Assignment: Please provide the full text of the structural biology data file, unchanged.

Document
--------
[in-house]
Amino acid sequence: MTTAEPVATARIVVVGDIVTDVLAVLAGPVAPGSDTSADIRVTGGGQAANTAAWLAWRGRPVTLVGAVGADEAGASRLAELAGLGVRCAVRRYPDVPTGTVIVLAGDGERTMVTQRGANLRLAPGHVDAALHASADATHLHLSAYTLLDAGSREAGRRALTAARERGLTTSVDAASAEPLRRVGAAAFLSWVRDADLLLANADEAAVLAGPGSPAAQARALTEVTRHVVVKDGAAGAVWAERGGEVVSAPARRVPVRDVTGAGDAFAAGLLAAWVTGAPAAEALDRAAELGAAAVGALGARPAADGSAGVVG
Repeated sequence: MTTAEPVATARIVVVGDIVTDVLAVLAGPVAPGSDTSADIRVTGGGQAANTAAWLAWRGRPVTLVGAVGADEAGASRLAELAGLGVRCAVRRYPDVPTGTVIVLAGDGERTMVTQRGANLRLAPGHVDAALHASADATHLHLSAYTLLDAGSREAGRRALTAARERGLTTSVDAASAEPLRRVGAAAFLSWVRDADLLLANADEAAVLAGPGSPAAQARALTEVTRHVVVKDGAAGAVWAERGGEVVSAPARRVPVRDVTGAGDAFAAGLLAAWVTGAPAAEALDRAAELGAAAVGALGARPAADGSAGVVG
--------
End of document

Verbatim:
[in-house]
Amino acid sequence: MTTAEPVATARIVVVGDIVTDVLAVLAGPVAPGSDTSADIRVTGGGQAANTAAWLAWRGRPVTLVGAVGADEAGASRLAELAGLGVRCAVRRYPDVPTGTVIVLAGDGERTMVTQRGANLRLAPGHVDAALHASADATHLHLSAYTLLDAGSREAGRRALTAARERGLTTSVDAASAEPLRRVGAAAFLSWVRDADLLLANADEAAVLAGPGSPAAQARALTEVTRHVVVKDGAAGAVWAERGGEVVSAPARRVPVRDVTGAGDAFAAGLLAAWVTGAPAAEALDRAAELGAAAVGALGARPAADGSAGVVG
Repeated sequence: MTTAEPVATARIVVVGDIVTDVLAVLAGPVAPGSDTSADIRVTGGGQAANTAAWLAWRGRPVTLVGAVGADEAGASRLAELAGLGVRCAVRRYPDVPTGTVIVLAGDGERTMVTQRGANLRLAPGHVDAALHASADATHLHLSAYTLLDAGSREAGRRALTAARERGLTTSVDAASAEPLRRVGAAAFLSWVRDADLLLANADEAAVLAGPGSPAAQARALTEVTRHVVVKDGAAGAVWAERGGEVVSAPARRVPVRDVTGAGDAFAAGLLAAWVTGAPAAEALDRAAELGAAAVGALGARPAADGSAGVVG